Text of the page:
What we really should be looking at since the death of Walter Cronkite

Uncle Walter passed away on Friday and so this weekend the press corp have been celebrating the anchorman who set the standard of what the press is suppose to be. It is ironic that as they celebrate the icon of TV news, current TV news is nothing like what Cronkite stood for or broadcast back in the 1960’s and 1970’s.

The current members of the press commented on objective and tough Cronkite was in his reporting. He told us all what we needed to hear and sometimes what we didn’t want to hear. That doesn’t happen today.

Glenn Greenwald at Salon.com says it better:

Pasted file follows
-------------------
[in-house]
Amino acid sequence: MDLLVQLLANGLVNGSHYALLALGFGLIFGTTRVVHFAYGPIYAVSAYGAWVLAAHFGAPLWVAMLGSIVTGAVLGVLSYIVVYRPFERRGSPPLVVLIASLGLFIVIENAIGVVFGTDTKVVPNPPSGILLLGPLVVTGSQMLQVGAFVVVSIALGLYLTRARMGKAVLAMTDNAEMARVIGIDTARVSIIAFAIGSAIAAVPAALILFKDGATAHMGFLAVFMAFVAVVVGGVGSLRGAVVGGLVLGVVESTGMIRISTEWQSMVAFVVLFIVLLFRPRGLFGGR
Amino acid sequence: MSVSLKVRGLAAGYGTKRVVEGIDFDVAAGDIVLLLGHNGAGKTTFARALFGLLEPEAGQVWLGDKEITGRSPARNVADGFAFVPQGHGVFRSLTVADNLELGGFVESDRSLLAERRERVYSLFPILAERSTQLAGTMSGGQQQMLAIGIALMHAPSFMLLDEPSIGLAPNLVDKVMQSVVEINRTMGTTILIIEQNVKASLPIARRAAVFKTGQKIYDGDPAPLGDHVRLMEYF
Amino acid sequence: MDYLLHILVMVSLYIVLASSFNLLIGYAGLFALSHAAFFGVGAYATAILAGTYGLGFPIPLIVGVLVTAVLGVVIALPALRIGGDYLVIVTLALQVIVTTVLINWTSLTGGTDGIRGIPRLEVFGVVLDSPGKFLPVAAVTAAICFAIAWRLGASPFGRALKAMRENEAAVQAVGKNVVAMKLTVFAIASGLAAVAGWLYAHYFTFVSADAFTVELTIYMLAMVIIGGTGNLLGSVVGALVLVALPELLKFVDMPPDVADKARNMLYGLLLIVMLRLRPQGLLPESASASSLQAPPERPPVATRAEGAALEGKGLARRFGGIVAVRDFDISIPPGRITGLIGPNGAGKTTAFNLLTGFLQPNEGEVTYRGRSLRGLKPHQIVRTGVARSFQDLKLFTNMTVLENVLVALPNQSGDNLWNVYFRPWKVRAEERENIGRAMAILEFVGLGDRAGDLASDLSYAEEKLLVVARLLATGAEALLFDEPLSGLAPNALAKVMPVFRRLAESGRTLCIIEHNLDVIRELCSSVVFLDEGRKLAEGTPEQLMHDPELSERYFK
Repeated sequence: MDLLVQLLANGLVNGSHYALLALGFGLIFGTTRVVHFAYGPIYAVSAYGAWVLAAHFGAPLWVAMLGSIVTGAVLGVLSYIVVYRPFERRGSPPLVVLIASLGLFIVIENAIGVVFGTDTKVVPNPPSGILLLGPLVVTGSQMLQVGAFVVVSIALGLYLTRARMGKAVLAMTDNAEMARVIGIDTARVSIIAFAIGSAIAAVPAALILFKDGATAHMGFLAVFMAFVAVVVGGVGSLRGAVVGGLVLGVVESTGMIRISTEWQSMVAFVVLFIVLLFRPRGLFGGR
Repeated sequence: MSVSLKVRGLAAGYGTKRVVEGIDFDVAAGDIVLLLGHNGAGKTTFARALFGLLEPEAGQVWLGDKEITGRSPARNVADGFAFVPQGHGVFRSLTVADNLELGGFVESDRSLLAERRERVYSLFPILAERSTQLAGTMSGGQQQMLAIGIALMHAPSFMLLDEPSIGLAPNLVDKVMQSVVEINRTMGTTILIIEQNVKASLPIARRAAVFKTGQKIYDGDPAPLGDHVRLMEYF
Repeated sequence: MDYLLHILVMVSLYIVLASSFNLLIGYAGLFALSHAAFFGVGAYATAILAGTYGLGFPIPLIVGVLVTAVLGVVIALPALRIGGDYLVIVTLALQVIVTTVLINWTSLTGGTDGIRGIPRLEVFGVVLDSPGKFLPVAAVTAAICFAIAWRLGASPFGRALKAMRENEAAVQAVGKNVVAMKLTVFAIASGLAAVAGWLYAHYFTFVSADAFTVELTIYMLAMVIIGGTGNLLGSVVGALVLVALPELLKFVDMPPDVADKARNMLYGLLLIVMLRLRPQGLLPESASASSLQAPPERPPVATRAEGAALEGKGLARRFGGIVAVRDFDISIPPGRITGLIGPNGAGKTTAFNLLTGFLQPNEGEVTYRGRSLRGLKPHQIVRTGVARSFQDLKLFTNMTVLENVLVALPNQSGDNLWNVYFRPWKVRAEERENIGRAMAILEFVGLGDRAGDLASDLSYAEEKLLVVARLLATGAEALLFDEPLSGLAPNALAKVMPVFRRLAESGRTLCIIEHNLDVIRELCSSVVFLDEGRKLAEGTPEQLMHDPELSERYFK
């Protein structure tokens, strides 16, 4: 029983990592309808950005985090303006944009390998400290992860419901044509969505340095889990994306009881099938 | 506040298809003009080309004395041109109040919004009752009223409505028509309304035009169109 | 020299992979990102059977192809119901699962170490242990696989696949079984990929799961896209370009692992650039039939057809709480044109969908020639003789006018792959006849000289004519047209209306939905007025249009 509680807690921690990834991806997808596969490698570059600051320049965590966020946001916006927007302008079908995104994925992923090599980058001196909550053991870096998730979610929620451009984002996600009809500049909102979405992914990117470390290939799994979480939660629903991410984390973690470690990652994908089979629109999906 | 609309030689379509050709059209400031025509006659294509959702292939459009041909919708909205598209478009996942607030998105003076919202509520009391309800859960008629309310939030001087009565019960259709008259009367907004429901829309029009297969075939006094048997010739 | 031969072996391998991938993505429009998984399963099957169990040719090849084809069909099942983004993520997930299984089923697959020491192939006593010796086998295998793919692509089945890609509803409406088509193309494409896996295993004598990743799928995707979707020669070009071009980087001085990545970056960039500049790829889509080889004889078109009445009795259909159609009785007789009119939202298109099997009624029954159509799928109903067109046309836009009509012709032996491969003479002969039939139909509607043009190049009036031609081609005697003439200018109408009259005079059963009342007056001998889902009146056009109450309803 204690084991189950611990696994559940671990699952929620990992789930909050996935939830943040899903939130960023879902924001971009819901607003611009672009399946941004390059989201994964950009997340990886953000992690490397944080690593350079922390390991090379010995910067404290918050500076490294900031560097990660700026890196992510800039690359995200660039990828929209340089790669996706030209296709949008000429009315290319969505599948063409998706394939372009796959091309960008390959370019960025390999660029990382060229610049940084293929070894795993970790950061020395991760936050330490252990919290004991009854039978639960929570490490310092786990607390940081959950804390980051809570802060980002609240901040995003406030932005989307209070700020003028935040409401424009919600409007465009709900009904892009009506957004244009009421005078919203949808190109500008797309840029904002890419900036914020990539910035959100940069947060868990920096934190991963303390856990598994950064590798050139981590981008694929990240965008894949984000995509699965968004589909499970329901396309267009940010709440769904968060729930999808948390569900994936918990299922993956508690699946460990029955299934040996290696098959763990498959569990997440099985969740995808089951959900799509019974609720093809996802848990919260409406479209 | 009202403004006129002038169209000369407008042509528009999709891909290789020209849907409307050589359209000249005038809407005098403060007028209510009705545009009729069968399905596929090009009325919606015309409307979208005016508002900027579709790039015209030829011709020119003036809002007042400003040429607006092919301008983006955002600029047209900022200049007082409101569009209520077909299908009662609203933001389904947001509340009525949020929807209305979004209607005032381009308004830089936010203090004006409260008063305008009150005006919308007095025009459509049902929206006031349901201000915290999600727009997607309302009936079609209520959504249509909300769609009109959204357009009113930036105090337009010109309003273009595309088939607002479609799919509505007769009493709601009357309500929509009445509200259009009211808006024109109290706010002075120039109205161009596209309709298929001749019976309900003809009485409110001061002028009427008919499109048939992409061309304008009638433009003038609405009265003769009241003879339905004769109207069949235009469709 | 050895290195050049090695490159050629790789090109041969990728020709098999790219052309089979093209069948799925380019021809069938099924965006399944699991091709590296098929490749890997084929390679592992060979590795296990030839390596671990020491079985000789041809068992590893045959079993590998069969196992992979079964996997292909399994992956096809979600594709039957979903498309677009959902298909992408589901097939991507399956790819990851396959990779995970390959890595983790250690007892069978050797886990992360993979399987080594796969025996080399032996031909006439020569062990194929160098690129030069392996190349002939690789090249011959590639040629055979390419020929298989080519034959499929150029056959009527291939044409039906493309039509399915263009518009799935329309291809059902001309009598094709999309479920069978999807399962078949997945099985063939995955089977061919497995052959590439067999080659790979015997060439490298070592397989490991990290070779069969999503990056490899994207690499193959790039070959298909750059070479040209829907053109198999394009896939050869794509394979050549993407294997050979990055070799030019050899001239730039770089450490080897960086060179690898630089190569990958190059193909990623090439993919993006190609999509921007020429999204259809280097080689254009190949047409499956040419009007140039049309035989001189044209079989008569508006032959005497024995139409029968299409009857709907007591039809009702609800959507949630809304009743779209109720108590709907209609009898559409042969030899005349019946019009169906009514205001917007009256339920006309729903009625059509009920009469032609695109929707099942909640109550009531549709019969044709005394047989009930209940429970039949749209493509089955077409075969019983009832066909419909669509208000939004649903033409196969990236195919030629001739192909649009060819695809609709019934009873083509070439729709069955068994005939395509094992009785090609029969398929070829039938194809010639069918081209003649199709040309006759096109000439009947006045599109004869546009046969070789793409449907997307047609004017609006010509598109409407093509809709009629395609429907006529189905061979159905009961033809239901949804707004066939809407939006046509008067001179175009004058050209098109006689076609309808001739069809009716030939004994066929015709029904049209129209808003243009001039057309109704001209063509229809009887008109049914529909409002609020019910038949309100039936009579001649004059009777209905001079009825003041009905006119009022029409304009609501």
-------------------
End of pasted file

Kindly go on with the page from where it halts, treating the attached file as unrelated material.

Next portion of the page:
Despite that, media stars will spend ample time flamboyantly commemorating Cronkite’s death as though he reflects well on what they do (though probably not nearly as much time as they spent dwelling on the death of Tim Russert, whose sycophantic servitude to Beltway power and “accommodating head waiter”-like, mindless stenography did indeed represent quite accurately what today’s media stars actually do). In fact, within Cronkite’s most important moments one finds the essence of journalism that today’s modern media stars not only fail to exhibit, but explicitly disclaim as their responsibility.

Celebrating Cronkite while ignoring what he did

Too bad it is all true.